Salonen’s Splendid ‘Turangalîla’ Wraps Chicago SO Fest

Pianist Jean-Yves Thibaudet and ondes Martenot player Valérie Hartmann-Claverie took leading roles in the 'Turangalîla-symphonie.' (Todd Rosenberg)
Pianist Jean-Yves Thibaudet and ondes Martenot player Valérie Hartmann-Claverie took key roles in ‘Turangalîla.’
(Photos by Todd Rosenberg/Chicago Symphony)
By Lawrence B. Johnson

CHICAGO – It was a rather large cap, but perfectly fitting and quite becoming: this grandly fashioned performance of Olivier Messiaen’s sprawling, virtuosic, and splendorous Turangalîla-symphonie that topped off the Chicago Symphony Orchestra’s three-week French Reveries & Passions Festival (May 3-24). Conducted by Esa-Pekka Salonen, a familiar friend of the CSO, the whole affair was indeed a fête to remember.

After the disarming amusement of Ravel’s one-act opera L’enfant et les sortilèges and the brilliant darkness of Debussy’s opera Pelléas et Mélisande, both done in concert version, the purely orchestral epic of Messiaen’s Turangalîla allowed the Chicago Symphony musicians to command center stage. The performance I heard (May 22) was a testament to the orchestra’s collective precision and finesse, but no less to Salonen’s absolute authority in this music.

Conductor Esa-Pekka Salonen displayed complete authority in Messiaen.
Esa-Pekka Salonen displayed complete authority in Messiaen.

Salonen takes the Turangalîla-symphonie to London for performances with the Philharmonia Orchestra, of which he is principal conductor, May 27-28. He will also lead performances with the New York Philharmonic on March 10-12, 2016. He will conduct the Los Angeles Philharmonic in Pelléas et Mélisande on Feb. 19-21, 2016.

The Turangalîla-symphonie is a cosmological treatise without words. The title comes from two Sanskrit words, turanga (signifying time in its flight and rhythms) and lîla (or play, as the idea broadly embraces concepts of opposition, resistance, creation, destruction, and love). Laid out in 10 movements spanning almost 80 minutes, Messiaen’s work interlaces, elaborates, and transfigures rhythmic motifs and thematic elements to arrive at a consummation (the symphony’s arching finale) expressive of “une grande joie,” as the composer puts it.

Getting there is quite an orchestral ride. The Turangalîla-symphonie, written between 1946 and 1948 when Messiaen was in his late thirties, calls for vast instrumental forces, including an augmented percussion battery plus prominent roles for both piano (Jean-Yves Thibaudet, who also played Ravel’s Piano Concerto in G) and ondes Martenot (Valérie Hartmann-Claverie).

Turangalîla is often likened to Stravinsky’s Le sacre du printemps (1913), the complexities and mystery and sheer fury of which stamp Messiaen’s work as well. If anything, the rhythmic rigors of Turangalîla exceed even those of Le sacre, and certainly the philosophical embrace of Turangalîla (as well as the range of its musical antecedents from Wagner to ancient Indian music to Balinese gamelan) reaches far beyond that of Stravinsky’s ballet. It must also be said, however, that Messiaen does not aspire to Stravinsky’s elemental concentration. Whereas Le sacre essentially embraces the sacrificial figure of a young girl, Turangalîla encircles life itself and all that we may know, surmise, or believe about its meaning.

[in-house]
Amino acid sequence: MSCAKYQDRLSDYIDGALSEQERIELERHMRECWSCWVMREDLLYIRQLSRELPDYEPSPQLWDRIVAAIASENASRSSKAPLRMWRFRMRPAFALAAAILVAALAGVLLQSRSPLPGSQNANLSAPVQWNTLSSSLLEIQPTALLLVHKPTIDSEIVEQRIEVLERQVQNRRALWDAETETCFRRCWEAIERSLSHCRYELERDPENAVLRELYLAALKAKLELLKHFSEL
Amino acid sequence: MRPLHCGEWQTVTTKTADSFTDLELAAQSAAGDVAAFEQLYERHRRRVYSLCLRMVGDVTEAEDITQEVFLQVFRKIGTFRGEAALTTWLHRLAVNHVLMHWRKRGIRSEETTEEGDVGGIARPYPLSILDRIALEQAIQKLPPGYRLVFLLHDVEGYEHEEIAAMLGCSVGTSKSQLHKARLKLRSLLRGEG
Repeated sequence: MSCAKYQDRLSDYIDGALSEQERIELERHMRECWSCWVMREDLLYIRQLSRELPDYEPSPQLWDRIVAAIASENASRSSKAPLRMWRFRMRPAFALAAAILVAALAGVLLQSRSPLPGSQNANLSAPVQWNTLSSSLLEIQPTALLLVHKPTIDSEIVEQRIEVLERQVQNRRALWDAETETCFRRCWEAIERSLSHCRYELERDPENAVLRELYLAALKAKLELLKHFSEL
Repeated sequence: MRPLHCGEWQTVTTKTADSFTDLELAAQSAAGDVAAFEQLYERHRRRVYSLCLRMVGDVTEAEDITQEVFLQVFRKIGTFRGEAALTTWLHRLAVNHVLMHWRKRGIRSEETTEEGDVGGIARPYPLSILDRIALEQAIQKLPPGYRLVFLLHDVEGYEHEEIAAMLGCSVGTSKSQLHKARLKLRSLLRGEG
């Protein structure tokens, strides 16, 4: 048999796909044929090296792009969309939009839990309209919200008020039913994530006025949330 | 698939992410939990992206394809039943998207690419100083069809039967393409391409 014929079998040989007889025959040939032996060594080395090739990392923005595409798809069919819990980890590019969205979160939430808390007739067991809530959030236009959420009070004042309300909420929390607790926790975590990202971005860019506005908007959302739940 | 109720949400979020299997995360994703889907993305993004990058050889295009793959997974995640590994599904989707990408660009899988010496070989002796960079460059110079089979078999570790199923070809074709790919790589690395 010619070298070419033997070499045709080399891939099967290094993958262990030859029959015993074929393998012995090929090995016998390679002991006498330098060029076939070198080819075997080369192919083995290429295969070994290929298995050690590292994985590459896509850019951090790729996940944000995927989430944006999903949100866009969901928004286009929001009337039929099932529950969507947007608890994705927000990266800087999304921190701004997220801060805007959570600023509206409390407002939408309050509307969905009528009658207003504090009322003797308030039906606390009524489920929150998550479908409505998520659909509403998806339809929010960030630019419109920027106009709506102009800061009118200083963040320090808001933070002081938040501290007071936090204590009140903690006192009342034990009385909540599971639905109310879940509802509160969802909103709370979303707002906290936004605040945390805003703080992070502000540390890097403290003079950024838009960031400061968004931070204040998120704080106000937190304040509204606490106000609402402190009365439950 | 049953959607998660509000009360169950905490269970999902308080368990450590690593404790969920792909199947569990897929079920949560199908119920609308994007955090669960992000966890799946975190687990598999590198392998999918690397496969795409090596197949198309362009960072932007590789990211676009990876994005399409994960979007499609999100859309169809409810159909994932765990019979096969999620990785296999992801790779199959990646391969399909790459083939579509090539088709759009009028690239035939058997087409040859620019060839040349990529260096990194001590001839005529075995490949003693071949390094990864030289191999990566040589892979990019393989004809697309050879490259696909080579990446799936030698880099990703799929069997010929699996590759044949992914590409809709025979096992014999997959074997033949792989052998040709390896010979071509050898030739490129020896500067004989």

Jean-Yves Thibaudet delivered a Parisian-jazzy Ravel performance.
Jean-Yves Thibaudet delivered a Parisian-jazzy Ravel performance.

The signposts that Messiaen provides at the head of each movement tell us that Turangalîla is substantially about love; whether divine or human at any given moment may be less clear. But amid the high sonic conflict and hurly-burly of three movements designated “Turangalîla” 1, 2, and 3 – each of which Salonen and the CSO brought off with breathtaking force, elan, and clarity – the orchestra offered indulgently beautiful turns through two episodes marked “Song of Love” 1 and 2 as well as a spacious, dream-like account of “Garden of the Sleep of Love,” to which Messiaen appended the notation: “The lovers are outside time. Let us not wake them.” Lustrous string playing melded with long lines in the woodwinds to create a palpable haven of love.

Yet at times, the sonorous upheaval under headings of “love” reminded one of its unsmooth course. In the eighth movement, “Development of Love,” in which all the work’s principal themes coalesce, Salonen presided over a tumultuous “poem” of love’s transfiguration – like the cosmically amplified sound of a caterpillar erupting into the beauteous state of butterfly. But the sonic image that surely will endure longest for most listeners was the last: a gleaming, grandiose, shattering crescendo that the CSO – at Salonen’s feverish urging – built ever greater even as it seemed impossible to fit more sound into the hall.

A word must be added concerning the formidable contributions by Thibaudet, whose virtuosity Salonen abetted by placing the piano at the front of the orchestra, and Hartmann-Claverie, whose elegant mastery of the ondes Martenot – an early electronic instrument whose wavering pitches suggest a theremin – constantly sweetened Messiaen’s love music.

For Thibaudet, it was a return to the spotlight after having delivered a bravura performance in Ravel’s Piano Concerto in G. Conductor and pianist together made the work’s bluesy opening movement swing, albeit with a distinctively Parisian blues, and the finale was a glittering riot, Thibaudet snapping off crisp runs and the CSO, alert and aloft, staying with him turn by crackling turn.

Lawrence B. Johnson, former music critic for The Detroit News, is editor of the performing arts web magazine